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AirPort Express Brings Audio, Portability to Wireless Networking

What’s slightly larger than a PowerBook power brick, has three ports, and talks Wi-Fi? Apple’s latest wireless entry, the AirPort Express, a 6.7-ounce (189 gram) 802.11g base station. Announced today, the AirPort Express will ship in mid-July for $130, replacing the low-end AirPort Extreme base station, which cost $200.


The AirPort Express plugs directly into any electrical outlet and supports alternate power standards with no external adapters. It has three jacks: Ethernet, to link in a single computer or an Ethernet hub or switch; USB, to add a printer; and audio, to support either analog two-channel or digital 5.1 with surround. If you need cables to connect the AirPort Express to your stereo, Apple sells the $40 AirPort Express Stereo Connection Kit with Monster cables: it includes a Monster mini-to-RCA left/right audio cable, a Monster mini-to-optical digital Toslink audio cable, and an AirPort Express power extension cord for greater flexibility in placement.

The audio feature is the most intriguing. The system, called AirTunes, works with an iTunes 4.6 update, due out later this week, and software built into the AirPort Express. Anyone on the wireless network with iTunes, whether for Mac OS X or Windows, can choose to direct music to the speakers connected to an AirPort Express base station. In one sense, AirTunes turns a Mac with iTunes into the ultimate remote control for your stereo.

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If multiple AirPort Express base stations are on a network, each one can have a separate set of speakers controlled uniquely by a separate copy of iTunes. iTunes recognizes available speakers through Rendezvous. iTunes and the base station negotiate control so that only one copy of iTunes may play through a given set of speakers at once. The stream of music is sent losslessly but in encrypted form between iTunes and an AirPort Express unit to protect the music "from being stolen," Apple said.

The new AirPort Express base station can connect directly to a broadband DSL or cable modem via its single Ethernet jack, or it can use Wireless Distribution System (WDS) to join an existing AirPort Extreme or AirPort Express network. Apple said that while the AirPort Express’s version of WDS might work with base stations from other companies (we’ve found compatibility with gear from Buffalo Technologies, for instance; see "AirPorts Where the Buffalo Roam" in TidBITS-696), the lack of a standard for WDS meant they could only guarantee it would work with Apple equipment. If your existing network doesn’t support WDS, you must tie in the AirPort Express via its Ethernet jack.


The AirPort Express doesn’t have all the features of an Extreme unit – exactly which ones are missing won’t be clear until I see its configuration software – but the specs say it can only support 10 users versus 50 on the $250 models. That’s a guideline based on processing power and other parameters, of course, but one worth keeping in mind. The $250 models also have antenna jacks; one offers Power over Ethernet and a fire-safety rating, while the other includes a modem. Apple said the AirPort Express, like the AirPort Extreme, could share an Internet connection using DHCP and NAT, among other similar features.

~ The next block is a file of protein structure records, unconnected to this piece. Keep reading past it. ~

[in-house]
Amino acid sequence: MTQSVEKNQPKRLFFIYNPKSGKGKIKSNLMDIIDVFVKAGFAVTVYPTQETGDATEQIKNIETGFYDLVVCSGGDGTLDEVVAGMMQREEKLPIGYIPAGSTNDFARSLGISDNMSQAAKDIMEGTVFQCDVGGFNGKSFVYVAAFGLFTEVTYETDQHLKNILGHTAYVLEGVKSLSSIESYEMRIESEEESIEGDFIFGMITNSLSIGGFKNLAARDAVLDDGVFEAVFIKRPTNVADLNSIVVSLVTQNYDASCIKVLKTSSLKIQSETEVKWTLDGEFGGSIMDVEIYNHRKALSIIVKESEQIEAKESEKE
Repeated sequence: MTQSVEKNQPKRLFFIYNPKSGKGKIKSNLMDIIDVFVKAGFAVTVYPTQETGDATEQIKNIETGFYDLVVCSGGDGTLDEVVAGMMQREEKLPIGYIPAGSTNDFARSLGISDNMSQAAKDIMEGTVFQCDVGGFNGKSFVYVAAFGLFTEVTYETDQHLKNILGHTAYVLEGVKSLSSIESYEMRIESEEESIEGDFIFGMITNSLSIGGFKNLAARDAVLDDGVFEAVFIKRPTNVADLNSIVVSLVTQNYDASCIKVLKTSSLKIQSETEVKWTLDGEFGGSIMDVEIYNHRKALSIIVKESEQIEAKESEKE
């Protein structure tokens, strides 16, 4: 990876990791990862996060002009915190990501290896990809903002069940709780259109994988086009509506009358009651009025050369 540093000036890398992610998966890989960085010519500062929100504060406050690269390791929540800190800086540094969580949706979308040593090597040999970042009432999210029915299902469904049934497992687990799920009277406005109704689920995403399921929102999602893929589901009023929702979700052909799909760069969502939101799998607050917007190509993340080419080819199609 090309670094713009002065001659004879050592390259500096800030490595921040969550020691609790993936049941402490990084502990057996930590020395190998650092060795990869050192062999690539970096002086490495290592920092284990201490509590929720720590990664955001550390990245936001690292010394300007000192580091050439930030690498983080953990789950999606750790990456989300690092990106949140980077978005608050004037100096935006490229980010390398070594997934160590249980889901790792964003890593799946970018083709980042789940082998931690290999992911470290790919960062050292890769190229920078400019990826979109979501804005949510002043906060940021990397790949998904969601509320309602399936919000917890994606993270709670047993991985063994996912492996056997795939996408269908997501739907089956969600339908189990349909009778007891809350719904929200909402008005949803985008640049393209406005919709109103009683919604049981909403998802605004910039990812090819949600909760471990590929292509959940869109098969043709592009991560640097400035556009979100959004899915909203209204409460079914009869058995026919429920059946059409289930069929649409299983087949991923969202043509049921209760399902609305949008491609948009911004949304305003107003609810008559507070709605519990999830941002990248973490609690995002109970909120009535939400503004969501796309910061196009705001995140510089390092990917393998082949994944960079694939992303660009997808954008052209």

The portability of the AirPort Express shouldn’t be understated. In a survey a few months ago, I tried and failed to find an effective portable base station. Similar devices cost substantially more than the AirPort Express and still require a tangle of cords. The AirPort Express’s small form factor and weight mean it will become a standard item for business travelers to pack for maximum flexibility in working on the road.

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What’s the real difference between AirPort Express and just turning on Software Base Station/Internet Sharing in Mac OS 8.6/9 or Mac OS X? At home, you’re not dedicating a Mac to a problem that a standalone box with great features can solve. On the road, you’re not stuck connecting your laptop to an Ethernet cable on a carpal-tunnel inducing desk with a cruddy chair. Additionally, Software Base Station/Internet Sharing doesn’t offer WPA (Wi-Fi Protected Access) encryption, which some users find important, especially when traveling.

From our perspective at TidBITS, the AirPort Express is an important step. Apple has once again followed its traditional strategy of charging somewhat more than the bare-bones competition, while including far more capabilities. With the AirPort Express, Apple has dropped the price of a wireless base station to a far more competitive level while combining features rarely found in a single device such as print sharing, wireless bridging, and audio streaming. If you were to try to assemble the same set of features using the best, cheapest products from other makers, you’d easily spend $300 to $500. The AirPort Express also offers a compelling form factor that enables true portability and adds an elegant method of integrating wireless into your home entertainment system. Barring any nagging technical problems that might arise, AirPort Express could be another hit product for Apple. Wall Street may already be anticipating sales: Apple’s stock closed today at its highest price in four years.

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